- The fourth phase (2041-2050) is democratization with widely institutionalized solidarity, sustainability, and subsidiarity. The principle of subsidiarity has already been included in the constitution of the European Union. It prescribes decisions to be made at the lowest possible level consistent with governance capabilities and the common good of the global commonwealth. In other words, a world government would only act (i.e. make laws) if, and only if, any possible action by individual countries is insufficient. Keeping the peace between nations, and formulating laws pursuant to the ecological integrity of the planet, are the two areas where some form of democratic global governance is required. Global problems require global solutions. National problems require national solutions. Local problems require local solutions. There may be regional problems that require regional solutions.
These four phases are further analyzed in the Status of the Transition to Clean Energy supplement (still work in progress). The four phases are sequential to some extent, but overlaps and iterations are to be
expected. Clearly, the concientization phase should start immediately but will have to be sustained indefinitely. It is hard to envision the incentivation and redistribution phases happening sequentially. Only God knows if a global democracy can be achieved by 2050, but we must try. The biggest temptation, for nations as well as individuals, is to succumb to cynical pessimism.
Human Development is not Free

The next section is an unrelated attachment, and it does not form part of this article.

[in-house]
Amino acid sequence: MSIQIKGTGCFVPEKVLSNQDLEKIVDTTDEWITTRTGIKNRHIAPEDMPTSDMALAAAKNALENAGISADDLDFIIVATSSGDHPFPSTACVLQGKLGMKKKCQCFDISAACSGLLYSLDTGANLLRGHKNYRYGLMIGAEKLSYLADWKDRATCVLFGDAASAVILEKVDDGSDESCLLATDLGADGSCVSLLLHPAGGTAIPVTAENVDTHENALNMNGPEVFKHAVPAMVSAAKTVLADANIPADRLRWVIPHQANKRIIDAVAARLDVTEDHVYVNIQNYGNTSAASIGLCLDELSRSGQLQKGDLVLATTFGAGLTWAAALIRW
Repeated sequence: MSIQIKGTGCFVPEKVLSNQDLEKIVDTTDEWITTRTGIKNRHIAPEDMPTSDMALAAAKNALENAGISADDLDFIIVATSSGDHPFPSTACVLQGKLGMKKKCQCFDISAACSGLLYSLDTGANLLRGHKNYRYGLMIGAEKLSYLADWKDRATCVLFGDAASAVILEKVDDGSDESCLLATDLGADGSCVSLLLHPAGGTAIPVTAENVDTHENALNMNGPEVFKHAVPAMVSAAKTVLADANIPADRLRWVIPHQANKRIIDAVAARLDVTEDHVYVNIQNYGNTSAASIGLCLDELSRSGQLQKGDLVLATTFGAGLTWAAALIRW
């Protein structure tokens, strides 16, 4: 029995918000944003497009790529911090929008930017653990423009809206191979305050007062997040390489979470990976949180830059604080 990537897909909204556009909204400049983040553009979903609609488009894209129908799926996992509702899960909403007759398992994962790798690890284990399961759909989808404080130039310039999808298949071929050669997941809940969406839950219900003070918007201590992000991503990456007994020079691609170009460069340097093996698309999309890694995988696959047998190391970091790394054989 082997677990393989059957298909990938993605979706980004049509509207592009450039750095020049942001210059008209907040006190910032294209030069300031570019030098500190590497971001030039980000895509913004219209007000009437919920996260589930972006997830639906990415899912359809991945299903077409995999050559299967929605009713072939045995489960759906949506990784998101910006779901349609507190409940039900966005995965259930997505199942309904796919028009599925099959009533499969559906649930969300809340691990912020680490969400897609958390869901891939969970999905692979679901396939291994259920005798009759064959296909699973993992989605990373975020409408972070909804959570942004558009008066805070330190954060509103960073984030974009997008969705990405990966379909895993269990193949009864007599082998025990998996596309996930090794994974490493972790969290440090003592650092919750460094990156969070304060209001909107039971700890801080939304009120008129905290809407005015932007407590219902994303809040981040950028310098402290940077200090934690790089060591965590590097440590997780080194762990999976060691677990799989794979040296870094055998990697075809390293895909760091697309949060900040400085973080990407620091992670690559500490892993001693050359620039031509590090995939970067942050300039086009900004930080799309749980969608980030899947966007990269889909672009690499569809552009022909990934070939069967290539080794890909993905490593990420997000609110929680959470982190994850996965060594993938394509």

Freedom is required for human development, but human development is not free. Experience confirms that human capabilities tend to decrease in dictatorial states. But even under total freedom, human development takes human effort and integral human development even more so. The era of "externalities" ("free" natural resources) is rapidly coming to an end, and so is the era of extravagant energy consumption at a low cost. It will not be simply a matter of working longer hours and postponing retirement until age 75, although some such adjustments may become necessary. What is bound to increase is the investment in mental and emotional effort, because people will need to adapt their ways of thinking and behaving to changing conditions. In making decisions they may be compelled to think about the common good and act accordingly. The consequent inner conflicts may in turn induce many to undertake the inner journey earlier in life. This is more difficult than simply running around in pursuit of material gratifications, for it requires overcoming fear: "It takes more courage to dig deep into the dark corners of one's own soul than it does for a soldier to fight on the battlefield." (William Butler Yates, Ireland, 1865-1939)